Yes, today is Cinco de Mayo.
But honestly, do you really know what Cinco de Mayo commemorates?
If you’re an abject failure at history (like me), you’re lost. And it’s not a contrived excuse for a party, especially if you happen to have a Mexican heritage. Today’s a day celebration of the 1862 victory by Mexico over the French Empire at the battle of Puebla. It’s the battle that raised General Ignacio Zaragosa to hero status as his smaller, poorly equipped army win the first battle of Puebla.
Yes, there was a second battle of Puebla. Mexico lost. Don’t bog down on details.
From the celebration of a winning battle in a tough war, Cinco de Mayo has evolved into a celebration of Mexican-American culture.
Celebrations began in California in the last century and have since spread across North America.
They’ve spread, at least in part, because of an increased interest in Mexican spirits. No not the Dia de los Muertos spirits, that’s November 1/2. The spirits of Mexican beer, wine, and tequila. Liquor companies started promoting the day in the 1980s and it caught on -in a major way. In 2013, according to Nielsen, Cinco de Mayo generated more than $600 million in beer sales, more than the Super Bowl or St. Patrick’s Day.
Now that’s celebrating.
Here’s a little watercolor knowledge: despite more than 150 places in the United States holding formal celebrations, the day is virtually ignored in Mexico. If, however, you find yourself reading this from the Cayman Islands, near Montego Bay, Jamaica, or the City of Brisbane, Queensland, Australia, there are celebrations nearby.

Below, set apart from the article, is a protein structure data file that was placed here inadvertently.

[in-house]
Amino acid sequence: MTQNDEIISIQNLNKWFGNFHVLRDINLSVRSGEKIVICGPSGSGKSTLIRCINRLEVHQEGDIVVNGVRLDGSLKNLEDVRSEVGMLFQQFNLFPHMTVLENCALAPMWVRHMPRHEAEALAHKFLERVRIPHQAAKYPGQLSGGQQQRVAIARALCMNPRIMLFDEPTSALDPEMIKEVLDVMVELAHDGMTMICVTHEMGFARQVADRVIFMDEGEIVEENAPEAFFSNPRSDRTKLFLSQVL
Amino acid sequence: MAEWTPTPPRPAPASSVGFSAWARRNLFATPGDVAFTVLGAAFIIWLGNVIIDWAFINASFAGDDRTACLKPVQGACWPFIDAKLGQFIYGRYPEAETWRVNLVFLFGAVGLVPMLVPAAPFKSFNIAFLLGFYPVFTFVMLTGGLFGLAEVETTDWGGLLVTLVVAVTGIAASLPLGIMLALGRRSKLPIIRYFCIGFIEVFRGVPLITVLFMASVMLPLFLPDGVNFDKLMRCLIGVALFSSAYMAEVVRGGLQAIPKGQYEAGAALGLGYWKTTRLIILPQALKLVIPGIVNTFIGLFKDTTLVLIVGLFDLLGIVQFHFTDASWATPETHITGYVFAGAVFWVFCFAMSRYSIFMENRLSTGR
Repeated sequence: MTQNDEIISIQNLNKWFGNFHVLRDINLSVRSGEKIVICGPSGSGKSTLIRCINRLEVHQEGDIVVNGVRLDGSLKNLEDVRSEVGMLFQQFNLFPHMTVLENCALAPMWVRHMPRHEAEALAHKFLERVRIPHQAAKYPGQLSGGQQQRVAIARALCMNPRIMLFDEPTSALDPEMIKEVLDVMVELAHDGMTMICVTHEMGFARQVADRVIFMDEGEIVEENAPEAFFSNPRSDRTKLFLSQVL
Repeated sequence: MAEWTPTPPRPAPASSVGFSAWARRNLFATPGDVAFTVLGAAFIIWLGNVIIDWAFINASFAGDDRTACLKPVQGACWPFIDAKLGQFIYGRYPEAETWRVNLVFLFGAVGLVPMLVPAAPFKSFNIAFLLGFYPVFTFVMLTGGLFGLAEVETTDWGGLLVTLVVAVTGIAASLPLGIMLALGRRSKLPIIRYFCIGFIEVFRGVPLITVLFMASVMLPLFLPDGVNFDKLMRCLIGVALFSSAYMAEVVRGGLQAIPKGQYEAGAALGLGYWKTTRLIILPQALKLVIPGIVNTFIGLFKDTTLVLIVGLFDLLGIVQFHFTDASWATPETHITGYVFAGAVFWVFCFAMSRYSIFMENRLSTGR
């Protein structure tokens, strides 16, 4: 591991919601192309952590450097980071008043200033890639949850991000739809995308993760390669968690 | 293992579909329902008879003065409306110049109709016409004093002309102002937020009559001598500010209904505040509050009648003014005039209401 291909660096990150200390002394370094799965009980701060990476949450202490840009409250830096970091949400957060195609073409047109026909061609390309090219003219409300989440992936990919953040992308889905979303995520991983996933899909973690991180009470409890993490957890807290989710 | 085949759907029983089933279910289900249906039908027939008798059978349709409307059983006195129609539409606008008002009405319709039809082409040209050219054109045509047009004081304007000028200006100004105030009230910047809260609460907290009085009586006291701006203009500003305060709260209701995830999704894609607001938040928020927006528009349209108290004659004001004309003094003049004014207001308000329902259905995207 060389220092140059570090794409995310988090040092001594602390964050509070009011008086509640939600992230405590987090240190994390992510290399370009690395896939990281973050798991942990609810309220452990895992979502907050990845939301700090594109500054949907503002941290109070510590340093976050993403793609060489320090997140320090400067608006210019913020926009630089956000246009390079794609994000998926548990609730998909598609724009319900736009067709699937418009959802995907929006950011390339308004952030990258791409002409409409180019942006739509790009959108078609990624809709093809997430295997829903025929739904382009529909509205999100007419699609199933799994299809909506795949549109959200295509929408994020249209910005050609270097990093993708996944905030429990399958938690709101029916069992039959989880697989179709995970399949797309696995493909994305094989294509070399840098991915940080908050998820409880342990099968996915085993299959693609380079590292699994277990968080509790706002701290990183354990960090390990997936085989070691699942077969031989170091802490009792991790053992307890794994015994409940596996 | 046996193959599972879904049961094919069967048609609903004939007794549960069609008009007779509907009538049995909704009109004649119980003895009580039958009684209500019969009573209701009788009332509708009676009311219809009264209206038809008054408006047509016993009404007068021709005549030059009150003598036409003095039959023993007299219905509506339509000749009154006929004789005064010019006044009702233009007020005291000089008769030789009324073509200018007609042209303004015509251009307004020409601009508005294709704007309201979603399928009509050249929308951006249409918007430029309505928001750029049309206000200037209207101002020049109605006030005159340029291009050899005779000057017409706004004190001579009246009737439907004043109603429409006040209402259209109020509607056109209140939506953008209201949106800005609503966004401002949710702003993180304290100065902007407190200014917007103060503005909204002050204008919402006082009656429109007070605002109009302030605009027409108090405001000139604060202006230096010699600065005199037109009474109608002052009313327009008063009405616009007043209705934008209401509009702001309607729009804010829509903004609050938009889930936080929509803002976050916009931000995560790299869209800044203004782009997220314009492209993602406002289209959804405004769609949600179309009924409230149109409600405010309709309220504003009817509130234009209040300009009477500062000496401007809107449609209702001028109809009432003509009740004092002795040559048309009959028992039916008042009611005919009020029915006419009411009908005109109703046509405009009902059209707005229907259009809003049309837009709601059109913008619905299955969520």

Same in Cape Town, South Africa; Lagos, Nigeria; Paris, and Osaka and Tokyo, Japan.
Now that our history lesson’s out of the way…on to economics.
Ruger announced their first quarter 2022 earnings after the stock market closed yesterday. The numbers seem to confirm a couple of things: 1) Gun sales are down compared to 2021, but, 2) the drop isn’t anything like the precipitous falls experienced when one of those infamous industry bubbles burst.
Instead, the market seems to be stabilizing- at very solid levels.
Inventory levels of goods - with the possible exception of ammunition- seem to be stabilizing.
Ammo, however, remains problematic, especially for those lower-demand calibers. They just aren’t being allocated time on loading machines as ammo makers continue to struggle to meet demand for popular calibers.
Ruger’s numbers weren’t anything most CEOs would find upsetting. First quarter sales were still $166.6 million. Down from 2021’s $184.4 million first quarter, but still good enough to earn shareholders a dividend of $1.70 per share.
Plenty of CEOs in other industries would sacrifice their senior leadership teams for those kinds of returns.
In his remarks, Ruger CEO Chris Killoy noted that new products are still going strong with consumers. New products including the PC Charger, MAX-9 pistol, and the Marlin 1895 Lever Action rifle.
Regarding the Marlin, Killoy (a lever gun fan) noted that even with brisk sales, Ruger has “just scratched the surface” of demand for the Marlin rifles.
Today, I’m flying to Phoenix, Arizona for the first of SIG SAUER’s Freedom Days consumer events. It will be interesting to see how consumers react to SIG’s new products post-the Army awarding them the future weapon contract. Also looking forward to spending some quality time at Arizona’s awesome Ben Avery Shooting Center. Not looking forward to 102 degree temperatures, but it’s gotta be summer somewhere.
Looking to spend some time with a couple of other manufacturers and the companies cooperating with SIG on this first-out-of-the-gate, consumer-focused event.
As always, we’ll keep you posted.
— Jim Shepherd